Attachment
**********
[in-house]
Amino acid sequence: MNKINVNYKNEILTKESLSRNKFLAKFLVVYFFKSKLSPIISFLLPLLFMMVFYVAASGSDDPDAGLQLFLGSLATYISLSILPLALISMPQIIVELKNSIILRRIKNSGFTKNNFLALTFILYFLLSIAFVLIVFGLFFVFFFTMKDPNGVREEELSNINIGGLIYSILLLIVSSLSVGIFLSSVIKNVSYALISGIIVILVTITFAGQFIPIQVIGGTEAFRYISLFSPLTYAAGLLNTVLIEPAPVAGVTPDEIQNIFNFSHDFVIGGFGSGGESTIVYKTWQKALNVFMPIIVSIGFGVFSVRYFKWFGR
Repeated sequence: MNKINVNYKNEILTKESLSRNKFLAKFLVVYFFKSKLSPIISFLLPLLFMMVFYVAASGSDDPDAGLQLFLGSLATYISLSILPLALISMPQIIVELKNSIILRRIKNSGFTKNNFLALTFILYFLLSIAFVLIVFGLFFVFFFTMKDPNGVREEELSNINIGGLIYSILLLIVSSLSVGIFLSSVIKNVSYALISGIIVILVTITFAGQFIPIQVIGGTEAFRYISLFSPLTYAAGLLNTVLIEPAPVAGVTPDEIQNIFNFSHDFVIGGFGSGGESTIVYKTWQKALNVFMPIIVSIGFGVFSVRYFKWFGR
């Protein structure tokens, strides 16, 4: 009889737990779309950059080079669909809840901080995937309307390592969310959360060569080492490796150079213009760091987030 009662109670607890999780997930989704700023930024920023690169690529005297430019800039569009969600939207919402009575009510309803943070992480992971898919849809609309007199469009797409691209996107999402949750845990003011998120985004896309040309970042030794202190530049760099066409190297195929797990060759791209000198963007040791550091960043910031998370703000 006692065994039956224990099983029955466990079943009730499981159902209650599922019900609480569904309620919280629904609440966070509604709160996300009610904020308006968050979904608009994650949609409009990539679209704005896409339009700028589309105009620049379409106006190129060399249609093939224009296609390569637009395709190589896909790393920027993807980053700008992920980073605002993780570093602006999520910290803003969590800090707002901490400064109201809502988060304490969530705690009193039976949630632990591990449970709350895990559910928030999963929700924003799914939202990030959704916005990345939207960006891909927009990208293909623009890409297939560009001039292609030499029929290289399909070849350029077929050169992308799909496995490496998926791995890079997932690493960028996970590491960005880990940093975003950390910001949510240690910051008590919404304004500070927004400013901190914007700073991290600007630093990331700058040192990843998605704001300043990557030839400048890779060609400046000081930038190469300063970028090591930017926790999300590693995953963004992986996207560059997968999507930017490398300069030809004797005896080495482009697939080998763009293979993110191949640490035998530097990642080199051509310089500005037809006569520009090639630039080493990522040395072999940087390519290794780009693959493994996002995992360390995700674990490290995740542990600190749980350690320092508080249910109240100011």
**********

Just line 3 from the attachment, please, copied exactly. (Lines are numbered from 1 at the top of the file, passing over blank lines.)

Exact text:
Repeated sequence: MNKINVNYKNEILTKESLSRNKFLAKFLVVYFFKSKLSPIISFLLPLLFMMVFYVAASGSDDPDAGLQLFLGSLATYISLSILPLALISMPQIIVELKNSIILRRIKNSGFTKNNFLALTFILYFLLSIAFVLIVFGLFFVFFFTMKDPNGVREEELSNINIGGLIYSILLLIVSSLSVGIFLSSVIKNVSYALISGIIVILVTITFAGQFIPIQVIGGTEAFRYISLFSPLTYAAGLLNTVLIEPAPVAGVTPDEIQNIFNFSHDFVIGGFGSGGESTIVYKTWQKALNVFMPIIVSIGFGVFSVRYFKWFGR